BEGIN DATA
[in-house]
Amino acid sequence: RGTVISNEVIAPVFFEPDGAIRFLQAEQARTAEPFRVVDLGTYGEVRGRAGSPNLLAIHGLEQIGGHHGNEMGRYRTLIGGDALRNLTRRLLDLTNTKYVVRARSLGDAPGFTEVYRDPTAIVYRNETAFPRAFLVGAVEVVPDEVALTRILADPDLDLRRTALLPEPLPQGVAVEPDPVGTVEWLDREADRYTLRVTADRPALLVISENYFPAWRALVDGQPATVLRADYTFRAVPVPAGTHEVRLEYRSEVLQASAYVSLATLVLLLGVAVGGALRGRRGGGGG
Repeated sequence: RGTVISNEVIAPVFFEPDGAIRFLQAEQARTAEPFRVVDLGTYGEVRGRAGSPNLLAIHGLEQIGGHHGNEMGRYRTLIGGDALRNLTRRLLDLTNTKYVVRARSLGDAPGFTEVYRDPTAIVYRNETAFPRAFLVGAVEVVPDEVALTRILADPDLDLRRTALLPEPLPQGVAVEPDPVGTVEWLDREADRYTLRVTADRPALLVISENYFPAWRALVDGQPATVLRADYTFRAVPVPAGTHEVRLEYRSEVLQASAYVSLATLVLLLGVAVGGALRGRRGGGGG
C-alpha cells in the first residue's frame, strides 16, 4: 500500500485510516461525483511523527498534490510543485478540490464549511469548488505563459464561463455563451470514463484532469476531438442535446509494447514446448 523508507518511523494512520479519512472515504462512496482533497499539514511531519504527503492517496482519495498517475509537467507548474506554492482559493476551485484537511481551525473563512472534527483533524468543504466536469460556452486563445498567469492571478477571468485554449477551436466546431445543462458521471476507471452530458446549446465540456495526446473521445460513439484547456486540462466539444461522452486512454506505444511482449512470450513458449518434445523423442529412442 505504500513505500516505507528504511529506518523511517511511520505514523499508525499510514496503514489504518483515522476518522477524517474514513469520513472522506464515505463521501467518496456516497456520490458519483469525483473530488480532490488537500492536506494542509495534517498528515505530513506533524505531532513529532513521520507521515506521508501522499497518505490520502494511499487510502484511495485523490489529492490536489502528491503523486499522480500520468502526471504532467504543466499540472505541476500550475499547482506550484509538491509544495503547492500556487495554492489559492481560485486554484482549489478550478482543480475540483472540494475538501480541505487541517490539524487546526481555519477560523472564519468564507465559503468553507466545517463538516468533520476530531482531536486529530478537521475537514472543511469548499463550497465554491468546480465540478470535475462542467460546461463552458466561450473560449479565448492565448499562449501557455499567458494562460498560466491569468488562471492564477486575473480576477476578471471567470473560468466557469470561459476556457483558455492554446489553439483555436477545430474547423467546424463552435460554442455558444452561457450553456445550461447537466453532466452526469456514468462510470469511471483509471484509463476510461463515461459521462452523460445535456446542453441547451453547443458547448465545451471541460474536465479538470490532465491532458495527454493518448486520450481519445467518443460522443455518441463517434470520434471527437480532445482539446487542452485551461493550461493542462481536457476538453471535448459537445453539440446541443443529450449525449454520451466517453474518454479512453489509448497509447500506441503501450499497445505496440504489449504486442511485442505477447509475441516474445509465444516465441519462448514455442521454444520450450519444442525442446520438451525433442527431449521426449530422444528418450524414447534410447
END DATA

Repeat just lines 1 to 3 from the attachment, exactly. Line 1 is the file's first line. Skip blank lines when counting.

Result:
[in-house]
Amino acid sequence: RGTVISNEVIAPVFFEPDGAIRFLQAEQARTAEPFRVVDLGTYGEVRGRAGSPNLLAIHGLEQIGGHHGNEMGRYRTLIGGDALRNLTRRLLDLTNTKYVVRARSLGDAPGFTEVYRDPTAIVYRNETAFPRAFLVGAVEVVPDEVALTRILADPDLDLRRTALLPEPLPQGVAVEPDPVGTVEWLDREADRYTLRVTADRPALLVISENYFPAWRALVDGQPATVLRADYTFRAVPVPAGTHEVRLEYRSEVLQASAYVSLATLVLLLGVAVGGALRGRRGGGGG
Repeated sequence: RGTVISNEVIAPVFFEPDGAIRFLQAEQARTAEPFRVVDLGTYGEVRGRAGSPNLLAIHGLEQIGGHHGNEMGRYRTLIGGDALRNLTRRLLDLTNTKYVVRARSLGDAPGFTEVYRDPTAIVYRNETAFPRAFLVGAVEVVPDEVALTRILADPDLDLRRTALLPEPLPQGVAVEPDPVGTVEWLDREADRYTLRVTADRPALLVISENYFPAWRALVDGQPATVLRADYTFRAVPVPAGTHEVRLEYRSEVLQASAYVSLATLVLLLGVAVGGALRGRRGGGGG